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The bill, which surfaced late one evening during the final days of the legislative session, was rapidly approved in both houses of the legislature. It would have permitted schools to borrow against their pension funds, to help meet operating expenses over the next couple of years. The districts would then repay the bonds with interest, and charge the cost to tax payers.
The Citizens Budget Commission, a budget watchdog group, lobbied against the measure, saying it would essentially defeat the purpose of the 2% across the board property tax cap recently approved by the legislature and championed by Cuomo.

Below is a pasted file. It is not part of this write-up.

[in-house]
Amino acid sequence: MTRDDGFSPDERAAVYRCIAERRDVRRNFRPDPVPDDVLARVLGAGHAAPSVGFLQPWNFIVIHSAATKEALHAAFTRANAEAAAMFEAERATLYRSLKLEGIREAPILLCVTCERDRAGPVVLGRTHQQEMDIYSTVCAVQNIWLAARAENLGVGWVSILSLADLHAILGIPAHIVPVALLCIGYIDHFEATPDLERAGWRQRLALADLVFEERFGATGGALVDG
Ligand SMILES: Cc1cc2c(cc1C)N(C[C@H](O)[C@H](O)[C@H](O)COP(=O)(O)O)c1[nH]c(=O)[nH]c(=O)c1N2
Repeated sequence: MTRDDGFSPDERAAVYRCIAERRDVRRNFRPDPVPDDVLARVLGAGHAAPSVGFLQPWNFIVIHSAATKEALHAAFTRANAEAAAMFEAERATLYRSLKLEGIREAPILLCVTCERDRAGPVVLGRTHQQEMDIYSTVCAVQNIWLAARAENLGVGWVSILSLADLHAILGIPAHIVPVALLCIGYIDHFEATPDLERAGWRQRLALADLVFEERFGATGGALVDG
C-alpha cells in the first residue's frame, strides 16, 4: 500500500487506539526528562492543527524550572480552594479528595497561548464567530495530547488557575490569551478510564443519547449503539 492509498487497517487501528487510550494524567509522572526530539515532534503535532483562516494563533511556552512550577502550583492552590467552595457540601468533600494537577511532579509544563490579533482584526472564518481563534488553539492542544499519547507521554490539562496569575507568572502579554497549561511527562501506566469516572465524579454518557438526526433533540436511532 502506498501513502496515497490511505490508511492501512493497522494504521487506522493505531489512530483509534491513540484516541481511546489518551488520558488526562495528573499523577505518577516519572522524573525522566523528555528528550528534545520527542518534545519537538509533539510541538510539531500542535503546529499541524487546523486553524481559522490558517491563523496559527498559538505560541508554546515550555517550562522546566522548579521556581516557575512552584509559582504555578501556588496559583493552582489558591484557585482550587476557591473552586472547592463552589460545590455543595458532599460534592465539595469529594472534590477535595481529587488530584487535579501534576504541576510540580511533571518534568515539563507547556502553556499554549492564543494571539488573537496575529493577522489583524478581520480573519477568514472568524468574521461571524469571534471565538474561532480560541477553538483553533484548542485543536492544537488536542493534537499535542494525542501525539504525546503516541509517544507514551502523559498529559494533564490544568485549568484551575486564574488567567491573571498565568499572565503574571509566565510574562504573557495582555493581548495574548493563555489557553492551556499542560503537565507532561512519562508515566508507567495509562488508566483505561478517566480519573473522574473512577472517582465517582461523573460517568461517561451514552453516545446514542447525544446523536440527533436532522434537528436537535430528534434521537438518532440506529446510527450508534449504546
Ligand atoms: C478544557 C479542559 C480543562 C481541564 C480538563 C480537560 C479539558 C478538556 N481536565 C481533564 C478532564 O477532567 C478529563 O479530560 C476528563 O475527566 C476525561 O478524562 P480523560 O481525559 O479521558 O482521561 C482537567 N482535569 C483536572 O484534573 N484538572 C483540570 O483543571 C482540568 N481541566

The Commission’s Betsy Lynam says Cuomo was wise to reject the measure.
“A veto is definitely the right step,” said Lynam. “Let's see how it works for a few years and what kinds of discipline it does impose before we start lopping away pieces of it.”
The tax cap expires in five years, with an option for the legislature and governor to renew it.
Governor Cuomo, in a statement, says the bill would have permitted the borrowing by the school districts without voter approval, and he says New Yorkers “have made it clear that they will no longer tolerate the fiscal irresponsibility and reckless spending that has driven their property taxes through the roof.”